I’ve heard this idea a number of different places, that somehow, asexuals have so much free time (because, as the story goes, we don’t spend as much time thinking about, seeking, or engaging in sexual activities) that we should all be amazingly accomplished. According to some people, we should be building the unbuildable, solving the unsolvable, and conquering the impossible. Often, great works of art are mentioned. We should be painting masterpieces, composing exquisite symphonies, and writing novels would make Shakespeare and Hemingway rise from the grave to personally award us the Nobel Prize for Literature. Sometimes people demand technological leaps like flying cars or warp drives or great humanitarian feats like ending hunger or making world peace. But the thing we’re most expected to be doing with all our free time is finding a cure for cancer.
Because apparently, that’s how it works.
Free Time = Cure For Cancer.
BINGO! Just like that. That’s all it takes.
Let’s take a look at this claim, shall we?
First, on the face of it, it’s utterly preposterous. In my case, with my free time, I collect video games and occasionally dabble in stereophotography. Sometimes, I’ll even combine the two hobbies (as shown below). But I know nothing about cancer.
- Knowledge of Vintage Video Games — Immense.
- Knowledge of Stereophotography — Practical, but limited.
- Knowledge of Oncology — Nil.
You can see how that might be a bit of a problem when it comes to my ability to discover a cure for cancer… Unless it involves ColecoVision games, it ain’t happening.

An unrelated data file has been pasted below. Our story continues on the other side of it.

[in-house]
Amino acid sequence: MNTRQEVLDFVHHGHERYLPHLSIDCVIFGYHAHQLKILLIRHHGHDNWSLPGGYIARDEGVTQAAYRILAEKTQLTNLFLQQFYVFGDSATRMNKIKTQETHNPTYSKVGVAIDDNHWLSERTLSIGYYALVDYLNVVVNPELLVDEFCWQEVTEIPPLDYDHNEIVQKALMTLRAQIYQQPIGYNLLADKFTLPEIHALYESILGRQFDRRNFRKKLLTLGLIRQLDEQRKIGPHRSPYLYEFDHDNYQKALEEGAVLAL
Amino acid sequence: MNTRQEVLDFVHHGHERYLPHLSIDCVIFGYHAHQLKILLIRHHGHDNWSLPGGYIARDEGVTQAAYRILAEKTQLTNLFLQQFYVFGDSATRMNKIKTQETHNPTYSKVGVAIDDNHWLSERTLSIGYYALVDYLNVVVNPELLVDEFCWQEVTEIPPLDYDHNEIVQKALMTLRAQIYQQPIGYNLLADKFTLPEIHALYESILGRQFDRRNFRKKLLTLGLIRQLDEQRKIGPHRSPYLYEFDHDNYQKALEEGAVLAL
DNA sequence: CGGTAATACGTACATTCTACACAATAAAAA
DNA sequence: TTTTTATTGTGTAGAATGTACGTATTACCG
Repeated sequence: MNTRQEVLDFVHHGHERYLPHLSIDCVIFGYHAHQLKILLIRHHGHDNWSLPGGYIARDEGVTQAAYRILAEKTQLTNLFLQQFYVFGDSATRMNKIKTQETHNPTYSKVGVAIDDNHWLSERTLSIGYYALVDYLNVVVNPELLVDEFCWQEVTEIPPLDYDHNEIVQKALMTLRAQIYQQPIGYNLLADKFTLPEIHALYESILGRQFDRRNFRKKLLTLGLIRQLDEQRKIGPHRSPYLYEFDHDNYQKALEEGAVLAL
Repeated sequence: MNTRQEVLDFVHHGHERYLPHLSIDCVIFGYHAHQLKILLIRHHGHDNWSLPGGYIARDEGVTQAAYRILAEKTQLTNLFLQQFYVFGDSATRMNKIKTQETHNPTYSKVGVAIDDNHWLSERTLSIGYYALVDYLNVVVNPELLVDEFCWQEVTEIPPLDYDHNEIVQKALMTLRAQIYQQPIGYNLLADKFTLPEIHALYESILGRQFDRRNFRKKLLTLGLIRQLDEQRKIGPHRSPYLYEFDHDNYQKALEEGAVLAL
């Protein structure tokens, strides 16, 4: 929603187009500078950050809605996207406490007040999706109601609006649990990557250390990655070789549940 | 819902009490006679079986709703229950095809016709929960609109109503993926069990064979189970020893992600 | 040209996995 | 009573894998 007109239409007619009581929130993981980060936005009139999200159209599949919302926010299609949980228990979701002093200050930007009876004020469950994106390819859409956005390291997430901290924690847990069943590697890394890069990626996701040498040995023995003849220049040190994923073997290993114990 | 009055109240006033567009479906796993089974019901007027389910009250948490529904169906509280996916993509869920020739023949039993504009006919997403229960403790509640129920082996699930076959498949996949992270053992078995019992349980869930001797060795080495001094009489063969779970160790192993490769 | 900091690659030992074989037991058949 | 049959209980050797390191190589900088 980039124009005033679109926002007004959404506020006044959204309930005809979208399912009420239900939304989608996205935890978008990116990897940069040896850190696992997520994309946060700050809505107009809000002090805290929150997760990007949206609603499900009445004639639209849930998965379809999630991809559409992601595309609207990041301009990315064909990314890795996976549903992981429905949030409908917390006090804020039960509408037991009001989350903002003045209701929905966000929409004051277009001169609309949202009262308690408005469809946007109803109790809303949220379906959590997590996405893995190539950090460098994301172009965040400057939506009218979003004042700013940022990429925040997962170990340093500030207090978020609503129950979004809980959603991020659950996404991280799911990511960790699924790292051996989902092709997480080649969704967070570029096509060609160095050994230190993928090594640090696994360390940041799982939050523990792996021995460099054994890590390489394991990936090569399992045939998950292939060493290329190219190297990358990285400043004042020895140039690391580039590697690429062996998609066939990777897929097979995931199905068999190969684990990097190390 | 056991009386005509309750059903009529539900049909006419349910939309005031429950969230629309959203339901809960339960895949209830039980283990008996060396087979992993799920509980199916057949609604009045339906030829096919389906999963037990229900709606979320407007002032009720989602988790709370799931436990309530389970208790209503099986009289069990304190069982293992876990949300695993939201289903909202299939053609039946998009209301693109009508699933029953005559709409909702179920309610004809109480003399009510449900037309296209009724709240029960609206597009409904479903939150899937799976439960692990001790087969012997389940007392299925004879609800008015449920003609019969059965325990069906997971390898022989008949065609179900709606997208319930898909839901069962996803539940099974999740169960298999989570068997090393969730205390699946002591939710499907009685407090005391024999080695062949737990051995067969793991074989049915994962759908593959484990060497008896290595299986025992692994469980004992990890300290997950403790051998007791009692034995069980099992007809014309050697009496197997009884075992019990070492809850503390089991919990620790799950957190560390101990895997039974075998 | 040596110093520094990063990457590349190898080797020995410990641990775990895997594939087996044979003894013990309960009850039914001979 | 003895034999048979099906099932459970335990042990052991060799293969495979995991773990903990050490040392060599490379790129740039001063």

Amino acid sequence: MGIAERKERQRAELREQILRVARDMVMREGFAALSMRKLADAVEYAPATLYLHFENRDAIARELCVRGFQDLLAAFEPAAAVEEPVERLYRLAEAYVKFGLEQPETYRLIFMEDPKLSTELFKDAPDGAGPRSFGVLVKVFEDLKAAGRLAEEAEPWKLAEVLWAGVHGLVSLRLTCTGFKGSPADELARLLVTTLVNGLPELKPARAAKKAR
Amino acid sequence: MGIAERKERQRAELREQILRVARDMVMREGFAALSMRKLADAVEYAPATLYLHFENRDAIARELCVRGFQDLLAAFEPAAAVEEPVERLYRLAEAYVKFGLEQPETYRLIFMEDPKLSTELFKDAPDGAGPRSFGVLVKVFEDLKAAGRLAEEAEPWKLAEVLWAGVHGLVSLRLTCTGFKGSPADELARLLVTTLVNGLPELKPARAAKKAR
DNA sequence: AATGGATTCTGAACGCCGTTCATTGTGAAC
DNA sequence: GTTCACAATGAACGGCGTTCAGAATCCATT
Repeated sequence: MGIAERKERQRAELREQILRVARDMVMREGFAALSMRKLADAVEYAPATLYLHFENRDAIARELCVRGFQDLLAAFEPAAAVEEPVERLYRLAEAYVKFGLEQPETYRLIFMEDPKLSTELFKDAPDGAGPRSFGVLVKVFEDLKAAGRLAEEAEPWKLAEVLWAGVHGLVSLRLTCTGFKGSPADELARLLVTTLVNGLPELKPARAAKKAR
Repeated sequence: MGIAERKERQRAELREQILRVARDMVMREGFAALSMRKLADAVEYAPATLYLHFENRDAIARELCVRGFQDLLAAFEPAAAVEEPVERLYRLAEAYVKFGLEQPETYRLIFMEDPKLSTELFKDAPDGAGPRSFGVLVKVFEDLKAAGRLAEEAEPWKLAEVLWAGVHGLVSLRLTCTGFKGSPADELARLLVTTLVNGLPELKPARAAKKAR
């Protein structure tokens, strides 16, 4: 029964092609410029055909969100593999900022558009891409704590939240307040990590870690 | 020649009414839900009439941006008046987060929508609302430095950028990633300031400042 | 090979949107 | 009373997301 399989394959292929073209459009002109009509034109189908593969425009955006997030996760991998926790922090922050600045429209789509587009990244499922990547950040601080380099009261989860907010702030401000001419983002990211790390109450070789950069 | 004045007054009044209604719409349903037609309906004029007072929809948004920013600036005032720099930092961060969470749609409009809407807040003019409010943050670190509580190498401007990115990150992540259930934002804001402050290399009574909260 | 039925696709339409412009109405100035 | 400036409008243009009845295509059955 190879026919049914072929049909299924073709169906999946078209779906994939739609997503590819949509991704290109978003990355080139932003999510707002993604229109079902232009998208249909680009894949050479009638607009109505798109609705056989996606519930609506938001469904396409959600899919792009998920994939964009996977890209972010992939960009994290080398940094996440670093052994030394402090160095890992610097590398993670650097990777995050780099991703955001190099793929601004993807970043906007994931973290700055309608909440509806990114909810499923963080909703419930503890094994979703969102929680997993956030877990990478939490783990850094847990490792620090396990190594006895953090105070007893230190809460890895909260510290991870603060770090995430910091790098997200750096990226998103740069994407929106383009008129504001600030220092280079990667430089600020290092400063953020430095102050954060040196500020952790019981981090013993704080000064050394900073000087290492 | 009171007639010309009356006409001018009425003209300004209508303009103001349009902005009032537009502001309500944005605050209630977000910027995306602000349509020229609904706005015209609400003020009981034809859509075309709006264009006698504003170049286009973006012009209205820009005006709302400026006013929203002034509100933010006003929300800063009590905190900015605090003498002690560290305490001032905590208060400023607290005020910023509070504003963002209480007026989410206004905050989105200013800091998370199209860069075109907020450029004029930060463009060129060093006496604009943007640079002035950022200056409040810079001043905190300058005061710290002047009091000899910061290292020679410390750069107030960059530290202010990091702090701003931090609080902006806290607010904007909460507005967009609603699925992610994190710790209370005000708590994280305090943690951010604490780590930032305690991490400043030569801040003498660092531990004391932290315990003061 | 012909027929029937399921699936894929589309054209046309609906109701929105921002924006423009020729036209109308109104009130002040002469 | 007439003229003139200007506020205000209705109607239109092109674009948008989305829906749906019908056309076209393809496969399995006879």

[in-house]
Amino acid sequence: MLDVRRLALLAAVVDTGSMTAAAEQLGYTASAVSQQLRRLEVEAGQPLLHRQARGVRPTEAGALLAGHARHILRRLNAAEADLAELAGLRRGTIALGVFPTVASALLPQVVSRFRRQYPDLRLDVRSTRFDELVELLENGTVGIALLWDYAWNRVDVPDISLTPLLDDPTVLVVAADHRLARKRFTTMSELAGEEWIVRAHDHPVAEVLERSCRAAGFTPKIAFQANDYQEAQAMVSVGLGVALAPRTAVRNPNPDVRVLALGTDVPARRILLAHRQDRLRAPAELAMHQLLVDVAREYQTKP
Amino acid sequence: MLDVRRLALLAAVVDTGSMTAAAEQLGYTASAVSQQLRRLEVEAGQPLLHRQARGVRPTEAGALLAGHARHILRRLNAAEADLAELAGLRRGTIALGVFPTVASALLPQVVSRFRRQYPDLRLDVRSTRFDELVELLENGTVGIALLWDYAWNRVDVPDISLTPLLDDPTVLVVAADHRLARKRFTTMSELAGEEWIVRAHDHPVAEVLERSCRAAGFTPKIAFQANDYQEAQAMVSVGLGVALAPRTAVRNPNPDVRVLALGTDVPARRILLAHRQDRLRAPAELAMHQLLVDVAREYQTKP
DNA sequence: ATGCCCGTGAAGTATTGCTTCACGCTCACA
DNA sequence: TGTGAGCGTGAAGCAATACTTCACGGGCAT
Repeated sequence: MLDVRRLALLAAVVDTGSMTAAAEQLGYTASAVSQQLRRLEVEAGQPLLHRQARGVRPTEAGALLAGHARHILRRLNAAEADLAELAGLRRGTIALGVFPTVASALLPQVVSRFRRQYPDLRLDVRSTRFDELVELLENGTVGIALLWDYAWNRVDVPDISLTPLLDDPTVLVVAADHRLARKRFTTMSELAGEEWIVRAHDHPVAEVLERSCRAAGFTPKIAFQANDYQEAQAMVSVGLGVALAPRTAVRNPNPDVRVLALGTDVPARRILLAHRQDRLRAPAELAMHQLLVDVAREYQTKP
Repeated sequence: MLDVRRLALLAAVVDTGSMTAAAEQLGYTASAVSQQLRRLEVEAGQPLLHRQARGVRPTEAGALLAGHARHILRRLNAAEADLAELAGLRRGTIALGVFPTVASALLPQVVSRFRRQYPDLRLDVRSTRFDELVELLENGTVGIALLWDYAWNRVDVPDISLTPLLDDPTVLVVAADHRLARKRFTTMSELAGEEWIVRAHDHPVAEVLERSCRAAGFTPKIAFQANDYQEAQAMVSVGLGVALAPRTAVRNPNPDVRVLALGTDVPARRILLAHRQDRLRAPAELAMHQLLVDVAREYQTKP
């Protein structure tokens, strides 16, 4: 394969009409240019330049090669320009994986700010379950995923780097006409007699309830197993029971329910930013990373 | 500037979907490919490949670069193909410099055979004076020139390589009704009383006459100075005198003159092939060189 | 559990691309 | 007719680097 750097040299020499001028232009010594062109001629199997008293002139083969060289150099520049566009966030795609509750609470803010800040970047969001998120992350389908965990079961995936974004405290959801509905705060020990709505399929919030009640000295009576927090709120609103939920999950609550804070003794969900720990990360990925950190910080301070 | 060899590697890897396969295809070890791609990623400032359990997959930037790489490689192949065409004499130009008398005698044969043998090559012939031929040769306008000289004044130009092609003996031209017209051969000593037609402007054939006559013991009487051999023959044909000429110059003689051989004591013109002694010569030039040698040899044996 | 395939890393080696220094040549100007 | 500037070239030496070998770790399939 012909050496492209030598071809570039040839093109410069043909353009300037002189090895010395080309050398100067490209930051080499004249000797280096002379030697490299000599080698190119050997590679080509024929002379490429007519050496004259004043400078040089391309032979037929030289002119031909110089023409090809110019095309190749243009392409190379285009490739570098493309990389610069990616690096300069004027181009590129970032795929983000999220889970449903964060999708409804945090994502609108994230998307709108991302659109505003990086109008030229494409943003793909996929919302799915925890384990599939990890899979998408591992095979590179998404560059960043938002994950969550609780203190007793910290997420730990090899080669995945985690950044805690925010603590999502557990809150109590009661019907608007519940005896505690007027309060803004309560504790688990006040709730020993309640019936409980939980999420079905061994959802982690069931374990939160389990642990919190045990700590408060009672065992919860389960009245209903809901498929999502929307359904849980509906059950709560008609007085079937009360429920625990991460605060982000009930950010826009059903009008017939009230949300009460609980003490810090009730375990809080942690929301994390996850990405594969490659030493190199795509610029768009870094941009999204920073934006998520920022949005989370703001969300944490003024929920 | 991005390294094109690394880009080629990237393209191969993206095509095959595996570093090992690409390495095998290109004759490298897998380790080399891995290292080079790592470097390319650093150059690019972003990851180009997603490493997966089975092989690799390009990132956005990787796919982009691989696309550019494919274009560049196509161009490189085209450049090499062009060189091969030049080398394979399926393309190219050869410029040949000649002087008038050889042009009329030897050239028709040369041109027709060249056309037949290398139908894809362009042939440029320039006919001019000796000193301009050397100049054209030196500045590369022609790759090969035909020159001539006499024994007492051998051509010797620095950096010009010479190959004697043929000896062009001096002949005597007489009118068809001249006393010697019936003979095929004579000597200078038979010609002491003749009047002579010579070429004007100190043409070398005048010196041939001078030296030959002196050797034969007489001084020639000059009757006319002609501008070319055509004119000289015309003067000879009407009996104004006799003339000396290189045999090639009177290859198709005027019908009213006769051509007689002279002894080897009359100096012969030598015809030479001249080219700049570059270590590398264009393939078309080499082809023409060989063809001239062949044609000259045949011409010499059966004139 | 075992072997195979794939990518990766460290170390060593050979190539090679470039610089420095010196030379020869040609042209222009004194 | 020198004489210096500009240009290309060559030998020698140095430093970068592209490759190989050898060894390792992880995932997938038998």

Beyond that, what does that assertion say about people who aren’t asexual? Apparently, a cure for cancer is just out there, ripe for the picking, and all it’s going to take is for someone to stop thinking about sex long enough to find it. You’re telling me that there haven’t been ANY research scientists who’ve given it up for the cause? They’re all so selfish that they’re willing to condemn millions of people to death, just because they’re that obsessed with sex? “Well, I could find the cure if Rihanna weren’t so hot!”
Somehow, I don’t buy that.
Really, if all it took were devoting the time you’d normally spend thinking about sex toward finding a cure, cancer would’ve been cured long ago by some horny playboy who figured this out:
- Giving up sex for a while = Lots of free time
- Lots of free time = Cure for cancer
- Cure for cancer = Instant mega celebrity
- Instant mega celebrity = All the sex I want, when I want it, with pretty much whoever I want, for the rest of my life.